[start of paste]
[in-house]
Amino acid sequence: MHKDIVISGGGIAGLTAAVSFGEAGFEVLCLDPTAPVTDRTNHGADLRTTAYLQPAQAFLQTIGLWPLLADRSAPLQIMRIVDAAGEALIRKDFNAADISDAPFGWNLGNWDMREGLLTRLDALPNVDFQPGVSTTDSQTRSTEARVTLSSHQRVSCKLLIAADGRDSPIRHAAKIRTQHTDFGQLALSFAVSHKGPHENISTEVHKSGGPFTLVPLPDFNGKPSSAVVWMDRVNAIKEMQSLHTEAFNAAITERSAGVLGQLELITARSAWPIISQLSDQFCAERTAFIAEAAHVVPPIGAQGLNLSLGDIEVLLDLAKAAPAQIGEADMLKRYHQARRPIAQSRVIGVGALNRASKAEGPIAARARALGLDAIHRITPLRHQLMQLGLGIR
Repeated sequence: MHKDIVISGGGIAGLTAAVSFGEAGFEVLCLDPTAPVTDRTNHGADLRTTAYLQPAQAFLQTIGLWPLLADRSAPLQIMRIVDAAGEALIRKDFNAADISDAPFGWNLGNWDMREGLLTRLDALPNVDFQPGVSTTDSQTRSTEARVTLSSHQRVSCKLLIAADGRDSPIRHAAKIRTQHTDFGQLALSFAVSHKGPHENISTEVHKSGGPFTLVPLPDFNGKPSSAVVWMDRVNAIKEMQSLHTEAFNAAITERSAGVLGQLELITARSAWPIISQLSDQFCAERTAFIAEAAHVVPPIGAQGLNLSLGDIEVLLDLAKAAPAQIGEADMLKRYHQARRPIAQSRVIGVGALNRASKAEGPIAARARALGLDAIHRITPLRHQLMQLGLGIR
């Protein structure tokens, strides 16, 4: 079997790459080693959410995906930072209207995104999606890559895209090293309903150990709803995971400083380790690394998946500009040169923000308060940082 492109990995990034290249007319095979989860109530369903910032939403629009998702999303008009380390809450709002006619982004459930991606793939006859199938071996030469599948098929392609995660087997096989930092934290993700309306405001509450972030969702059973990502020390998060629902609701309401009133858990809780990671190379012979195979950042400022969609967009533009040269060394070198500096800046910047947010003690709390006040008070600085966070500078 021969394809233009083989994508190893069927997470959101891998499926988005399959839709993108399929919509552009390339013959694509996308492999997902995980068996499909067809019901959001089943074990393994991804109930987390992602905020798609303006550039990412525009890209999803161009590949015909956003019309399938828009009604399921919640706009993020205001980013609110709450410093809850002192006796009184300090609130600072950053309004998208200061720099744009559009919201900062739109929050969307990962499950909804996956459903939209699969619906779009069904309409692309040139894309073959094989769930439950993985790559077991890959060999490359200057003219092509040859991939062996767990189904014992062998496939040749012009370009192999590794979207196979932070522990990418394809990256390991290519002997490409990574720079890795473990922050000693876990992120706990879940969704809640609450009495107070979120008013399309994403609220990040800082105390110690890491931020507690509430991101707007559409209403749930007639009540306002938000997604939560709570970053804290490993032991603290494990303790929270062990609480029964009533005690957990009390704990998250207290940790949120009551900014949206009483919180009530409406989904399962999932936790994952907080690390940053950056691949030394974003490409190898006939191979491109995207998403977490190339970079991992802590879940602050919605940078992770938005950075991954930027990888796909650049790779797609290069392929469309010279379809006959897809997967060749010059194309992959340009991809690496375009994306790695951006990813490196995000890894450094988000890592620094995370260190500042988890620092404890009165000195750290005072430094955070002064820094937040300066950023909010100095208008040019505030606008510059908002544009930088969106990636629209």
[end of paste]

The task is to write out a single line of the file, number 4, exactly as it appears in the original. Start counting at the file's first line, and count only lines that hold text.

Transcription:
């Protein structure tokens, strides 16, 4: 079997790459080693959410995906930072209207995104999606890559895209090293309903150990709803995971400083380790690394998946500009040169923000308060940082 492109990995990034290249007319095979989860109530369903910032939403629009998702999303008009380390809450709002006619982004459930991606793939006859199938071996030469599948098929392609995660087997096989930092934290993700309306405001509450972030969702059973990502020390998060629902609701309401009133858990809780990671190379012979195979950042400022969609967009533009040269060394070198500096800046910047947010003690709390006040008070600085966070500078 021969394809233009083989994508190893069927997470959101891998499926988005399959839709993108399929919509552009390339013959694509996308492999997902995980068996499909067809019901959001089943074990393994991804109930987390992602905020798609303006550039990412525009890209999803161009590949015909956003019309399938828009009604399921919640706009993020205001980013609110709450410093809850002192006796009184300090609130600072950053309004998208200061720099744009559009919201900062739109929050969307990962499950909804996956459903939209699969619906779009069904309409692309040139894309073959094989769930439950993985790559077991890959060999490359200057003219092509040859991939062996767990189904014992062998496939040749012009370009192999590794979207196979932070522990990418394809990256390991290519002997490409990574720079890795473990922050000693876990992120706990879940969704809640609450009495107070979120008013399309994403609220990040800082105390110690890491931020507690509430991101707007559409209403749930007639009540306002938000997604939560709570970053804290490993032991603290494990303790929270062990609480029964009533005690957990009390704990998250207290940790949120009551900014949206009483919180009530409406989904399962999932936790994952907080690390940053950056691949030394974003490409190898006939191979491109995207998403977490190339970079991992802590879940602050919605940078992770938005950075991954930027990888796909650049790779797609290069392929469309010279379809006959897809997967060749010059194309992959340009991809690496375009994306790695951006990813490196995000890894450094988000890592620094995370260190500042988890620092404890009165000195750290005072430094955070002064820094937040300066950023909010100095208008040019505030606008510059908002544009930088969106990636629209």